The Sea as a Source of Energy
University of Augsburg
Dr. Stephan Bosch
The sources of raw materials on the mainland are no longer sufficient to meet the energy needs of mankind. Even the most remote regions of the oceans are therefore being developed for natural gas and oil production. However, the finite nature of fossil fuels and the dramatic ecological consequences of their use give rise to the assumption that the oceans will no longer be the target of fossil exploration activities for much longer. However, the energy sector will not lose interest in the oceans as a result. The potential of renewable energies is too great there. In addition to established offshore wind energy, technically immature wave and ocean current power plants are penetrating the sea, changing the structures of energy supply and the habitats of coastal dwellers.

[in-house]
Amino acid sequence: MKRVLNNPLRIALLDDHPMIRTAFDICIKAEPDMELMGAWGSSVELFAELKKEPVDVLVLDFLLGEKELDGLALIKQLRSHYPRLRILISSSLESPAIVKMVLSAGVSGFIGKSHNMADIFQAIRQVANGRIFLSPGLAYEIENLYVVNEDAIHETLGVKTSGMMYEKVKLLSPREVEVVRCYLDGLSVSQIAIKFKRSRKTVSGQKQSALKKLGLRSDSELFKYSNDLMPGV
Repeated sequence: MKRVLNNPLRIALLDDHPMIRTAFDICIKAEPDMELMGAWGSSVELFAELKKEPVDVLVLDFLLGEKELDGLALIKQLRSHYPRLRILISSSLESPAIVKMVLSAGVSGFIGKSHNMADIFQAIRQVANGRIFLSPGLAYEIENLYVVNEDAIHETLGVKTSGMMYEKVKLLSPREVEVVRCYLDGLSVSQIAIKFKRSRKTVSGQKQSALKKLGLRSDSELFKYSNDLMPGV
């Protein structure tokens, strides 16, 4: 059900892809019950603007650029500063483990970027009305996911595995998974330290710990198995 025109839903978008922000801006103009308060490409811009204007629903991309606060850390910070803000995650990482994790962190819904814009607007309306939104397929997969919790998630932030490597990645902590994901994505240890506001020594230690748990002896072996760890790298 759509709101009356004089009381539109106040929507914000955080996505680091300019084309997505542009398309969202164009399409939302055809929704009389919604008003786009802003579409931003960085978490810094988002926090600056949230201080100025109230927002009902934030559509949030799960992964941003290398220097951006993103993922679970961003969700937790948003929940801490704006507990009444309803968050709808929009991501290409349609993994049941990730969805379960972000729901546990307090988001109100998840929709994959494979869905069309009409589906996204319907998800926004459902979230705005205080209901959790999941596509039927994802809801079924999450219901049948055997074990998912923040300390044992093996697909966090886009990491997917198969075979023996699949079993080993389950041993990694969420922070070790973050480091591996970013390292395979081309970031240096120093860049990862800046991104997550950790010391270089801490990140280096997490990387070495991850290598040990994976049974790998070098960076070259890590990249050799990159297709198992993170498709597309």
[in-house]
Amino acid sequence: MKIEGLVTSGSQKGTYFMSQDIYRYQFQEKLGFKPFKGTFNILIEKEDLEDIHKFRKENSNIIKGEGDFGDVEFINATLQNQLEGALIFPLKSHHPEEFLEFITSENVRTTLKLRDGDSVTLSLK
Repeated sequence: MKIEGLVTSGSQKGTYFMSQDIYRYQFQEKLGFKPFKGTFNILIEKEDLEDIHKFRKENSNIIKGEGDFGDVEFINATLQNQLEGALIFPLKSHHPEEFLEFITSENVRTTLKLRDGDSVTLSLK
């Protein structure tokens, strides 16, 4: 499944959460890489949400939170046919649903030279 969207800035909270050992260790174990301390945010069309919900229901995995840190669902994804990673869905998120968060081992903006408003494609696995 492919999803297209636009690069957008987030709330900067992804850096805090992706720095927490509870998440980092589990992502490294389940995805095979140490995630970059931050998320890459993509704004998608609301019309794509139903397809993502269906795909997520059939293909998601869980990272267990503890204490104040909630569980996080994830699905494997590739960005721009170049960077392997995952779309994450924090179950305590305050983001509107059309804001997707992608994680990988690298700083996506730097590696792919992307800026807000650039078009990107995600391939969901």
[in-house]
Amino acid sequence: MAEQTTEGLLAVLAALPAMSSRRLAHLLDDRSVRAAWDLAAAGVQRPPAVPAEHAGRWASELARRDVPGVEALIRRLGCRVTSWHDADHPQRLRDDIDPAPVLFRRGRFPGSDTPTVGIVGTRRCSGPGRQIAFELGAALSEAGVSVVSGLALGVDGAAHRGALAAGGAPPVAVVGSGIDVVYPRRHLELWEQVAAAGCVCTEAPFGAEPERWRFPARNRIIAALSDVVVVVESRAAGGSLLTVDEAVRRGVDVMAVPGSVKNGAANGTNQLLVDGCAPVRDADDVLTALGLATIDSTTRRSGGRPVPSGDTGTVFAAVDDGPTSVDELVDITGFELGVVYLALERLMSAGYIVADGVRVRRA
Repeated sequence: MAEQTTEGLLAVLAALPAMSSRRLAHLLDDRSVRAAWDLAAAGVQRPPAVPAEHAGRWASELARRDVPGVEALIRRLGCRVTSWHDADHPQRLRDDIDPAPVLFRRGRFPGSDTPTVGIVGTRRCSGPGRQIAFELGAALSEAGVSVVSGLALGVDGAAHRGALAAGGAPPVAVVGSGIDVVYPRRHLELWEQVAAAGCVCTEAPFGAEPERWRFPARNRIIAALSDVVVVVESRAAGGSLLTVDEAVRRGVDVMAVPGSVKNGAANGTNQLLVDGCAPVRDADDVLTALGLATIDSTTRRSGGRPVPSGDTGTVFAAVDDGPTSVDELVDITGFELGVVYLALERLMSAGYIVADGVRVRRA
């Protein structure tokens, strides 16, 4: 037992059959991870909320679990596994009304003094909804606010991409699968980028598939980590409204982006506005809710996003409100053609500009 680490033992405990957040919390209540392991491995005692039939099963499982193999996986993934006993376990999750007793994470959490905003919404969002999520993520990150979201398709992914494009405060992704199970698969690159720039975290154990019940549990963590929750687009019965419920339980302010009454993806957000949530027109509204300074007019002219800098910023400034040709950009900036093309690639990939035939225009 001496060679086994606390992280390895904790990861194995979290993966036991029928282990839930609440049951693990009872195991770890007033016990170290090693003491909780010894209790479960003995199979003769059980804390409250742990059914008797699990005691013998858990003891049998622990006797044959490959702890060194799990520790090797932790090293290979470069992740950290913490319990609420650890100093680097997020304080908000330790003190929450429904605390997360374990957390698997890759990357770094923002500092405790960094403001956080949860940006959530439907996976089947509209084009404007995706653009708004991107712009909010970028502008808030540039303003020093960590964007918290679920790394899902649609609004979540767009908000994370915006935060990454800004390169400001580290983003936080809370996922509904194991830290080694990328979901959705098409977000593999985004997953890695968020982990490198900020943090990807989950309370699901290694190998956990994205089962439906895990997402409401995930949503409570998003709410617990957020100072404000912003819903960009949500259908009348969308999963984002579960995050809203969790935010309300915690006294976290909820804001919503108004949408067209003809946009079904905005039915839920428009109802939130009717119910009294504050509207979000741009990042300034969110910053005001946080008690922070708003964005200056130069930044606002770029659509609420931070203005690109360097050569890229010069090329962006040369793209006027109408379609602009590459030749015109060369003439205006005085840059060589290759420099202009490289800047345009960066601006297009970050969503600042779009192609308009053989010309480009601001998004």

The land intensive expansion of renewable energies in the interior has led to controversial discussions about the landscape implications of renewable energy systems on the one hand, and on the other hand the lucrative locations there are largely occupied. Driven by climate protection objectives and supported by technological progress, politicians and industry are therefore looking towards the oceans, whose great energy potential has so far been insufficiently exploited. The most important regenerative technologies in the oceans, their location factors and their spatial distribution were therefore developed and analysed within the framework of the project.
- Bosch S. (2019): Meere als regenerative Energiequellen. In: Geographische Rundschau, 71 (4), 28-33.